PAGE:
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Mourners protest shunning of Italian euthanasia advocate

The coffin of Piergiorgio Welby was brought in for his funeral service in Rome yesterday. The euthanasia advocate was denied a religious service by the Roman Catholic Church. (MAX ROSSI/REUTERS)

ROME -- Several thousand people, some chanting "shame, shame, shame," attended a lay funeral in a Rome square yesterday for a paralyzed man who was denied a Catholic service because he had asked to die.

Pope Benedict entered the debate over the death of Piergiorgio Welby by condemning euthanasia and saying life was sacred until its "natural sunset."

Welby died on Wednesday after a doctor gave him sedatives and detached a respirator that had kept the victim of advanced muscular dystrophy alive for years.

The lay service for the 60-year-old, an eloquent advocate of euthanasia, was held outside the parish where his family, particularly his devoutly religious mother, had wanted a religious funeral.

Some mourners in the crowd, which organizers estimated at 4,000, shouted "shame, shame, shame" to protest the Church's decision to deny him a religious funeral.

The local parish priest had favored a religious service but he was overruled by Rome's Vicariate, or bishop's office, which said Welby had repeatedly affirmed his desire to end his own life, which is against Catholic doctrine.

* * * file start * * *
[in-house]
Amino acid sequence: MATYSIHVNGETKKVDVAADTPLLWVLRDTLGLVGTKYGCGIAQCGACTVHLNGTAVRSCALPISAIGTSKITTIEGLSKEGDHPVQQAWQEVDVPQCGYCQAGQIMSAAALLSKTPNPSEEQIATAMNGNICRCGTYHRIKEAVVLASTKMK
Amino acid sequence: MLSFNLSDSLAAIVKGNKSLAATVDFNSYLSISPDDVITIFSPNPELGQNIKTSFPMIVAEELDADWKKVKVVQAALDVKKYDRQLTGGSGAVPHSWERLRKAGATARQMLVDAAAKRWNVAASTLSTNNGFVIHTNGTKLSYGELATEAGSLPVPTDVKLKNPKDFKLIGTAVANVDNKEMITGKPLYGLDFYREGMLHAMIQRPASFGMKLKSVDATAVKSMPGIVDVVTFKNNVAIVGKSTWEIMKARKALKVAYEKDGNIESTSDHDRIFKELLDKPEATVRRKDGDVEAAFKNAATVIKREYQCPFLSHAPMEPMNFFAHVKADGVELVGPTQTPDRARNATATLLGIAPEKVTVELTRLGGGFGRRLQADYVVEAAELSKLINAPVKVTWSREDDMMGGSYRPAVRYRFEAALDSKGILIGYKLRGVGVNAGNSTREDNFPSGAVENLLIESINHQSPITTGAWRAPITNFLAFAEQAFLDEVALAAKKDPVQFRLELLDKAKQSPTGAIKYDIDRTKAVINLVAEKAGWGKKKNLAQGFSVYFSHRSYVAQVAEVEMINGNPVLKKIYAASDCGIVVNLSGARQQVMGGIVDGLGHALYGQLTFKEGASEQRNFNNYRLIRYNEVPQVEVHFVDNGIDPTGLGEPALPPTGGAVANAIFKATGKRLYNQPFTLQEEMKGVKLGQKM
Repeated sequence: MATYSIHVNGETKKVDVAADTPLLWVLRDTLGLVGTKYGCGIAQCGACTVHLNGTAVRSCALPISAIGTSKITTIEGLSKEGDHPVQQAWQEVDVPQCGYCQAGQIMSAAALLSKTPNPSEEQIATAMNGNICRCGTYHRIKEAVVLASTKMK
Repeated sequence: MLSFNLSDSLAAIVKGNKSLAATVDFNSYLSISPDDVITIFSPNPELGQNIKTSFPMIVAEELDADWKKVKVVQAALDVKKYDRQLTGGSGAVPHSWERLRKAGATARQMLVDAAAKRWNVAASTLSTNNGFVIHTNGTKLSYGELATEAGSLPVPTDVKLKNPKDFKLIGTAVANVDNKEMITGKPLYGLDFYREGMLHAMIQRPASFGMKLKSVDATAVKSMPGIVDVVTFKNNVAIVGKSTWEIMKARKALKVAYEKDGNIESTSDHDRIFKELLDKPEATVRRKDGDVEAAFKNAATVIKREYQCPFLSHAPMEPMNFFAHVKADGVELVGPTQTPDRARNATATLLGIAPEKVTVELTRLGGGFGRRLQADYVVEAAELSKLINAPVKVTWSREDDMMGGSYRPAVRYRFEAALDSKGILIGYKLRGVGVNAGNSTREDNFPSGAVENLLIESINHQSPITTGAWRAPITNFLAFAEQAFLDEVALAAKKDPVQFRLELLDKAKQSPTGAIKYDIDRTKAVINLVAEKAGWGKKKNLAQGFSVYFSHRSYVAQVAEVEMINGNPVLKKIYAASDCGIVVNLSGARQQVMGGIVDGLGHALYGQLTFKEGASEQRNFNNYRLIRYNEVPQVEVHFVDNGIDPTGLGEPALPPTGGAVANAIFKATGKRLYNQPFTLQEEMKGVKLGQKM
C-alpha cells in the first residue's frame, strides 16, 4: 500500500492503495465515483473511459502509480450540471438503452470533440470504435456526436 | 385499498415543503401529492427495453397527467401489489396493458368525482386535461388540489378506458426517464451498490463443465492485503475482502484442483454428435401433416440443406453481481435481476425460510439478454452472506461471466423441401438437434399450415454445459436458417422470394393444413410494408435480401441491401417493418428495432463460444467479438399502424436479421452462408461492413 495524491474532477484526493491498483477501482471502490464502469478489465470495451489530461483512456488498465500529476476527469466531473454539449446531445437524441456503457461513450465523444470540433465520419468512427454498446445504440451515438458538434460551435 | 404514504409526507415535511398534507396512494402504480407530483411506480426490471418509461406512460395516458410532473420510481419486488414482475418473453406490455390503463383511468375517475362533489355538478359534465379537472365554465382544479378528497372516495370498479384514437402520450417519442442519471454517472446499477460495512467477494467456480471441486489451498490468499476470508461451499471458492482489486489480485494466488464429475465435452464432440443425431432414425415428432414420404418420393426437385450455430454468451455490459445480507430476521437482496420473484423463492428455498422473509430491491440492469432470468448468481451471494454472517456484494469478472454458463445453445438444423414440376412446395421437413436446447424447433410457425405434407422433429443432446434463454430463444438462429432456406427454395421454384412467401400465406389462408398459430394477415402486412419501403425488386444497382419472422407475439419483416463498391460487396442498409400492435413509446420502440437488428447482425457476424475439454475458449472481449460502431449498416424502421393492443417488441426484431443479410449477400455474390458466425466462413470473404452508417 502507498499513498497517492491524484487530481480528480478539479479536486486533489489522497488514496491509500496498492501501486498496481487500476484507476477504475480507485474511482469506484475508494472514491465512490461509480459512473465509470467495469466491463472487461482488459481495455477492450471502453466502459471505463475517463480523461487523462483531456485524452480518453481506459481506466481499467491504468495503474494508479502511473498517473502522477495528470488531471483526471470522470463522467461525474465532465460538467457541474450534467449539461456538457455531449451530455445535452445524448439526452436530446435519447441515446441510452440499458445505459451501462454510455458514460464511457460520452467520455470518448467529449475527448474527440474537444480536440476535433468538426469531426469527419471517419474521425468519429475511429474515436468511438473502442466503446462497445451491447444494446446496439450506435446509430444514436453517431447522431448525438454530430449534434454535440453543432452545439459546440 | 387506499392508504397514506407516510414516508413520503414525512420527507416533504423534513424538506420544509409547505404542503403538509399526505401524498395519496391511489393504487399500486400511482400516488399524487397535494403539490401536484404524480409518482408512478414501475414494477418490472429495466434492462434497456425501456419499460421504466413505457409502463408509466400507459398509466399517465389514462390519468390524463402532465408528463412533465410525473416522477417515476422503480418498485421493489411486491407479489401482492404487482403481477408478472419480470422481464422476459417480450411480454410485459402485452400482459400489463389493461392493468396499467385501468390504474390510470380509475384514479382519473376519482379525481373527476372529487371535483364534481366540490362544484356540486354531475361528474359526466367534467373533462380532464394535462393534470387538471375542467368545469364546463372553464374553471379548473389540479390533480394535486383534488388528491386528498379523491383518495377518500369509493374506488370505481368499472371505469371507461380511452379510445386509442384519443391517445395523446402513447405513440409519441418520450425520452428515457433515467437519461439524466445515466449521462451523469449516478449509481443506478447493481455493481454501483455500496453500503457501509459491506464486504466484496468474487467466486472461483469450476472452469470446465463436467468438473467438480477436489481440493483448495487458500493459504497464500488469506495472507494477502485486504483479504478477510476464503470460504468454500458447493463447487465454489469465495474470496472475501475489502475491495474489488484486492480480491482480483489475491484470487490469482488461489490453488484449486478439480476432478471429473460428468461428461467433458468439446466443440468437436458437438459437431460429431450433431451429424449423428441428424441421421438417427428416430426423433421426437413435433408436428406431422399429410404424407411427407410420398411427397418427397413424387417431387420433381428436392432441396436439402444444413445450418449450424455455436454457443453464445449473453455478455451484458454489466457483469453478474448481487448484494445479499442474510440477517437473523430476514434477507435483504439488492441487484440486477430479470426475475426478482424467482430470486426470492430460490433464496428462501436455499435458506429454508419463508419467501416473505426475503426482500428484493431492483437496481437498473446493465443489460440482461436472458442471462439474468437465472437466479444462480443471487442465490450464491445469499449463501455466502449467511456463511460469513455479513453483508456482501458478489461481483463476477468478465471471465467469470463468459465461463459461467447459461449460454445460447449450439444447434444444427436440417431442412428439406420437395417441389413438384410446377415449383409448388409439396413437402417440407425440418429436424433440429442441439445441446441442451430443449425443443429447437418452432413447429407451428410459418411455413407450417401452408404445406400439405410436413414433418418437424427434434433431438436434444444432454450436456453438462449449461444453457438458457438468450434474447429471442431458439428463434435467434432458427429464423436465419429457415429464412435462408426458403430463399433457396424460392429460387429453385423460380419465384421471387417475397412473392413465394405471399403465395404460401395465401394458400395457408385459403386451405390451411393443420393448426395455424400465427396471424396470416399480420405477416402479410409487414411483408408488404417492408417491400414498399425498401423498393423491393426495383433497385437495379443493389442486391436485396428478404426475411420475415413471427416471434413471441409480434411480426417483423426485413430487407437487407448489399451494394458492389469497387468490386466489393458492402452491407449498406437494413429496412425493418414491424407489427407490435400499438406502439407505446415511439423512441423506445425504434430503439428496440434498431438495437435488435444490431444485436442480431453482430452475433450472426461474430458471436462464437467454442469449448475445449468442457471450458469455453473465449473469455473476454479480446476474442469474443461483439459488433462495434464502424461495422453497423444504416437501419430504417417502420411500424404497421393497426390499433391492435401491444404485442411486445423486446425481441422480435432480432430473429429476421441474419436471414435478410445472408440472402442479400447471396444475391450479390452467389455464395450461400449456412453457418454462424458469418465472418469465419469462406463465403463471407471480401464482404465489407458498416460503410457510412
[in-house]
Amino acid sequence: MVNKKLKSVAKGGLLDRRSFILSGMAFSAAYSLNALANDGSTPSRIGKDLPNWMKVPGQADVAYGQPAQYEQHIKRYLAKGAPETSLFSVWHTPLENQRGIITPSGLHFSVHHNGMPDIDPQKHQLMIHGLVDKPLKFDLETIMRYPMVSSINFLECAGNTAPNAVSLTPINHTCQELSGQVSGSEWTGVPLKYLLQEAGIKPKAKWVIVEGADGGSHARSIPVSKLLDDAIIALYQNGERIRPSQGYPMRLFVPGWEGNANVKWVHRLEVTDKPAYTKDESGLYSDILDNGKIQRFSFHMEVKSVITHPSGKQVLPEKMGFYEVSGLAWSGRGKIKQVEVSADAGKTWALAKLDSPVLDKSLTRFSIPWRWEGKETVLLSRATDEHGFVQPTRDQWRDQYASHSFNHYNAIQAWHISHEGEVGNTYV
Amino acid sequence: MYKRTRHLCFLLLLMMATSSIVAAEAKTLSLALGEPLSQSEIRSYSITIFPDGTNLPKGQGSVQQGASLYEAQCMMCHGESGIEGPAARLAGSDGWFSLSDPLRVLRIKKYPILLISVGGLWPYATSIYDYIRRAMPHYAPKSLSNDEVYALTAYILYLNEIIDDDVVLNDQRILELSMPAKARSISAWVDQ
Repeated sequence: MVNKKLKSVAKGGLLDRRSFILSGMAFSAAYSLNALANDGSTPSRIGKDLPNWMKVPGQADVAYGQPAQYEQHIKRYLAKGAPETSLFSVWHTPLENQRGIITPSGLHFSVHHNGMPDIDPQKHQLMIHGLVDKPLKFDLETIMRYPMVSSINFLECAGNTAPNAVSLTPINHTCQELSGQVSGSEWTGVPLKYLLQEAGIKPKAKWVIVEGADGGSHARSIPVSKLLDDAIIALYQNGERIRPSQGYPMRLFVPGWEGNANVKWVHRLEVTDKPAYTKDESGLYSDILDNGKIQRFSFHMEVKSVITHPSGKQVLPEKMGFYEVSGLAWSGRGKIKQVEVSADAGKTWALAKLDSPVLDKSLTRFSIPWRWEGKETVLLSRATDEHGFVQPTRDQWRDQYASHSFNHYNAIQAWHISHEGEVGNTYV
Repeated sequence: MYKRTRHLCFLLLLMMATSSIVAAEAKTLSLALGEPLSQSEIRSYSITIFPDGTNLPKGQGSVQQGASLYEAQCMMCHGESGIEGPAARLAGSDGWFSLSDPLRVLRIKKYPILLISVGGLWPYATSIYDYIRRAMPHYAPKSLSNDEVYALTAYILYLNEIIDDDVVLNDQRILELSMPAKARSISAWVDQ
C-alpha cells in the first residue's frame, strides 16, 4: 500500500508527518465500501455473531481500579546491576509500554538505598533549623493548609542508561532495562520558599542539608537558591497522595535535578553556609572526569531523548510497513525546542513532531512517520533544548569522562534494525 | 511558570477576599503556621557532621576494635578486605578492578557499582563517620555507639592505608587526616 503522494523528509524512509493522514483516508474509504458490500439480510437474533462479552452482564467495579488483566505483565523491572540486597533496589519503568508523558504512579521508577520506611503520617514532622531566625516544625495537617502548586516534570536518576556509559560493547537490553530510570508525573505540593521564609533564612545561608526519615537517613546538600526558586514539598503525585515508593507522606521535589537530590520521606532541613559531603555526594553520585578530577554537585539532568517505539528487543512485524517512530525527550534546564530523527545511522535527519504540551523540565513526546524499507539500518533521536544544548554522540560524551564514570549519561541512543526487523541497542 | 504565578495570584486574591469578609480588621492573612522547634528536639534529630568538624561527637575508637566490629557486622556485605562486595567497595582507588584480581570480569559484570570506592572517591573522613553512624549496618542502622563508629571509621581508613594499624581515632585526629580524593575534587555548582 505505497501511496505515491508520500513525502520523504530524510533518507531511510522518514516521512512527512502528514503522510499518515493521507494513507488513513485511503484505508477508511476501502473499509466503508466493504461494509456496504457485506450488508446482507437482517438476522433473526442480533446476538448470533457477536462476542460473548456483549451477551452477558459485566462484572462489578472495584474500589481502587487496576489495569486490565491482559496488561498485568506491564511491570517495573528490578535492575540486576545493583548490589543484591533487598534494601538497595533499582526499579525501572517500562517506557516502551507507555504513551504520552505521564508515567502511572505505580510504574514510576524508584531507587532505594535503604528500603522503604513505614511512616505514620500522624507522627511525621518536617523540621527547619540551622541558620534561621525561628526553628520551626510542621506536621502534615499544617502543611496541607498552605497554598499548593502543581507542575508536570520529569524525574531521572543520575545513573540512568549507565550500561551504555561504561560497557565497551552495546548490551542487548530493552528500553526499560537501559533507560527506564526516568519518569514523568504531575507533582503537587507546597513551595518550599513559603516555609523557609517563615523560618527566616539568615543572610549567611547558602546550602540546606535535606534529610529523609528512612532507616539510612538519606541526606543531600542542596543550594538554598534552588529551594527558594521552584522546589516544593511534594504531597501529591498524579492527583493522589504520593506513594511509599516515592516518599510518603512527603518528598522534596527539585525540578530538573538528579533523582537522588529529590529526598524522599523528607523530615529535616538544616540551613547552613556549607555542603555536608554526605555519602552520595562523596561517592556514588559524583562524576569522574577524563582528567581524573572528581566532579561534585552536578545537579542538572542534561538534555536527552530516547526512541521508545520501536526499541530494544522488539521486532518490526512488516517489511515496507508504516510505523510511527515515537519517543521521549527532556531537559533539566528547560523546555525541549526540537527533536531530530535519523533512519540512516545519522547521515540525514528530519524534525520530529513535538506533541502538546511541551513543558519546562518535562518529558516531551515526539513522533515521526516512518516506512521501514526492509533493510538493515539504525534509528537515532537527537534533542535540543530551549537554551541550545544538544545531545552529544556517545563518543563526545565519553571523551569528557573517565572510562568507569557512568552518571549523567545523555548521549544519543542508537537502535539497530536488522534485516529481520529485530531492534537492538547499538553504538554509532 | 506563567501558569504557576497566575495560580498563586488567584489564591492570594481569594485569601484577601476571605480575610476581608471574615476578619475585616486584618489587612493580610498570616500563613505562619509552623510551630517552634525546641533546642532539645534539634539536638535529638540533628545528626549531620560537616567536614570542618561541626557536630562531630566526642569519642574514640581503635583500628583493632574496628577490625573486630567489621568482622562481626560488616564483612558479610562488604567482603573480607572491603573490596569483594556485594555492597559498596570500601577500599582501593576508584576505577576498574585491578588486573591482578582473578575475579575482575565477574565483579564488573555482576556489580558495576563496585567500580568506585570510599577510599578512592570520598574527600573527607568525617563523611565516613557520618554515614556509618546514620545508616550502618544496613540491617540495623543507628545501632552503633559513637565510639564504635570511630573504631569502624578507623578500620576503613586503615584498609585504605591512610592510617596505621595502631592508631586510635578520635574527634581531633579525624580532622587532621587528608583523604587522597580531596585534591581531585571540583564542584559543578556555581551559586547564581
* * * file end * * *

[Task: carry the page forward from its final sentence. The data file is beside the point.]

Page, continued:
Many in Italy, including some Catholics and even one bishop from northern Italy, condemned the decision as insensitive.

"I was shocked by the decision not to give him a religious funeral," Father Gianfranco Formenton, told Radio Radicale, the organ of the party that defended Welby's right to die.

"We [the Church] have allowed funerals for [former Chilean dictator Augusto] Pinochet, [former Spanish dictator Francisco] Franco and for mafiosi, but we refuse a funeral for a man just because he asked to die," the priest said.

Speaking at the Vatican on Christmas Eve, just as the lay funeral was ending on the other side of Rome, Pope Benedict underlined the Church's position on euthanasia.

"The birth of Christ helps us to understand how much value human life has, the life of every human being, from its first instant to its natural sunset," he told pilgrims and tourists in St. Peter's Square for his weekly blessing.

Welby was confined to his bed and communicated mostly via computer that interpreted his eye movements. He had been asking to die for months.

The crowd at the funeral applauded during speeches by those who supported his right to die, including his wife, Mina, and former European Commissioner Emma Bonino. His coffin was then driven away for a cremation.

"The Vatican's position appears incomprehensible and devoid of human pity," said Gavino Angius, a senator from the largest party in the ruling center-left coalition.

"It leaves us stunned. This is Christmas. I don't think Jesus would have appreciated a decision like this," he told reporters at the funeral.

Dr. Mario Riccio, who turned off the respirator after giving Welby sedatives, denied Friday he had performed euthanasia, which is illegal in Italy and could land him with between 10 and 15 years in jail. One politician has asked for Riccio's arrest on a charge of murder.

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